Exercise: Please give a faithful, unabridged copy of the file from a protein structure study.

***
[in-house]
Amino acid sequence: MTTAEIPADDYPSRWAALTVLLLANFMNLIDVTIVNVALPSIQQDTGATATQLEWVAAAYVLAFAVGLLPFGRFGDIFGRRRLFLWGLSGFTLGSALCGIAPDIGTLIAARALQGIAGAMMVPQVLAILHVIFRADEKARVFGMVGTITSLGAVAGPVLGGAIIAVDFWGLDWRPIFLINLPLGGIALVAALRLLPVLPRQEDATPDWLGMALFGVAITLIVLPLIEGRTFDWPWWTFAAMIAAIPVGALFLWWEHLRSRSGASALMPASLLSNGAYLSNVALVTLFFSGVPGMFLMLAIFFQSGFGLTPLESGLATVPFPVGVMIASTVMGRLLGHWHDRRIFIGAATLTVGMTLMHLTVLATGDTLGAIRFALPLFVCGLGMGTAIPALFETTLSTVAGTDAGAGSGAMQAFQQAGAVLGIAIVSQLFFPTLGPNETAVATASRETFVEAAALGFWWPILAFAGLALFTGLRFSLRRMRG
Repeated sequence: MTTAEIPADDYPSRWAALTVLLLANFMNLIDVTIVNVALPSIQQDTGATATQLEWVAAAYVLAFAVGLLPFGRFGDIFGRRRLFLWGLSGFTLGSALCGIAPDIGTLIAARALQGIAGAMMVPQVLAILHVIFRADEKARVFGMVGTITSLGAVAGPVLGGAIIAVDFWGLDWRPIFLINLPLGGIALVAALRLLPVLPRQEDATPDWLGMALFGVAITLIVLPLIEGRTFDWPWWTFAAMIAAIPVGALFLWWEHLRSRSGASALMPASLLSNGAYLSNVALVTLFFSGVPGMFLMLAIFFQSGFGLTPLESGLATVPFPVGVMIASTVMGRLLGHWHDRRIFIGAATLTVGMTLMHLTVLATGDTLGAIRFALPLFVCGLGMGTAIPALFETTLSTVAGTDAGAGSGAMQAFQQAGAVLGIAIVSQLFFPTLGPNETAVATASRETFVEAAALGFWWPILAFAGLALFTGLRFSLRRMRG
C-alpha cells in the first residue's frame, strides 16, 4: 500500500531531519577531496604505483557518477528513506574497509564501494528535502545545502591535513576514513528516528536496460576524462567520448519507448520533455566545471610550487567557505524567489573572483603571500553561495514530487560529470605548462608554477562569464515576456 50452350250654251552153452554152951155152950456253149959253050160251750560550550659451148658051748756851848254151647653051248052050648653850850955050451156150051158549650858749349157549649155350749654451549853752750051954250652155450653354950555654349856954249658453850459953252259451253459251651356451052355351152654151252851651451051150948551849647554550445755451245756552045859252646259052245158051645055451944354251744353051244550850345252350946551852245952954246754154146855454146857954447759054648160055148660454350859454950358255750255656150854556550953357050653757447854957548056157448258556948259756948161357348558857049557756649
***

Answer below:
[in-house]
Amino acid sequence: MTTAEIPADDYPSRWAALTVLLLANFMNLIDVTIVNVALPSIQQDTGATATQLEWVAAAYVLAFAVGLLPFGRFGDIFGRRRLFLWGLSGFTLGSALCGIAPDIGTLIAARALQGIAGAMMVPQVLAILHVIFRADEKARVFGMVGTITSLGAVAGPVLGGAIIAVDFWGLDWRPIFLINLPLGGIALVAALRLLPVLPRQEDATPDWLGMALFGVAITLIVLPLIEGRTFDWPWWTFAAMIAAIPVGALFLWWEHLRSRSGASALMPASLLSNGAYLSNVALVTLFFSGVPGMFLMLAIFFQSGFGLTPLESGLATVPFPVGVMIASTVMGRLLGHWHDRRIFIGAATLTVGMTLMHLTVLATGDTLGAIRFALPLFVCGLGMGTAIPALFETTLSTVAGTDAGAGSGAMQAFQQAGAVLGIAIVSQLFFPTLGPNETAVATASRETFVEAAALGFWWPILAFAGLALFTGLRFSLRRMRG
Repeated sequence: MTTAEIPADDYPSRWAALTVLLLANFMNLIDVTIVNVALPSIQQDTGATATQLEWVAAAYVLAFAVGLLPFGRFGDIFGRRRLFLWGLSGFTLGSALCGIAPDIGTLIAARALQGIAGAMMVPQVLAILHVIFRADEKARVFGMVGTITSLGAVAGPVLGGAIIAVDFWGLDWRPIFLINLPLGGIALVAALRLLPVLPRQEDATPDWLGMALFGVAITLIVLPLIEGRTFDWPWWTFAAMIAAIPVGALFLWWEHLRSRSGASALMPASLLSNGAYLSNVALVTLFFSGVPGMFLMLAIFFQSGFGLTPLESGLATVPFPVGVMIASTVMGRLLGHWHDRRIFIGAATLTVGMTLMHLTVLATGDTLGAIRFALPLFVCGLGMGTAIPALFETTLSTVAGTDAGAGSGAMQAFQQAGAVLGIAIVSQLFFPTLGPNETAVATASRETFVEAAALGFWWPILAFAGLALFTGLRFSLRRMRG
C-alpha cells in the first residue's frame, strides 16, 4: 500500500531531519577531496604505483557518477528513506574497509564501494528535502545545502591535513576514513528516528536496460576524462567520448519507448520533455566545471610550487567557505524567489573572483603571500553561495514530487560529470605548462608554477562569464515576456 50452350250654251552153452554152951155152950456253149959253050160251750560550550659451148658051748756851848254151647653051248052050648653850850955050451156150051158549650858749349157549649155350749654451549853752750051954250652155450653354950555654349856954249658453850459953252259451253459251651356451052355351152654151252851651451051150948551849647554550445755451245756552045859252646259052245158051645055451944354251744353051244550850345252350946551852245952954246754154146855454146857954447759054648160055148660454350859454950358255750255656150854556550953357050653757447854957548056157448258556948259756948161357348558857049557756649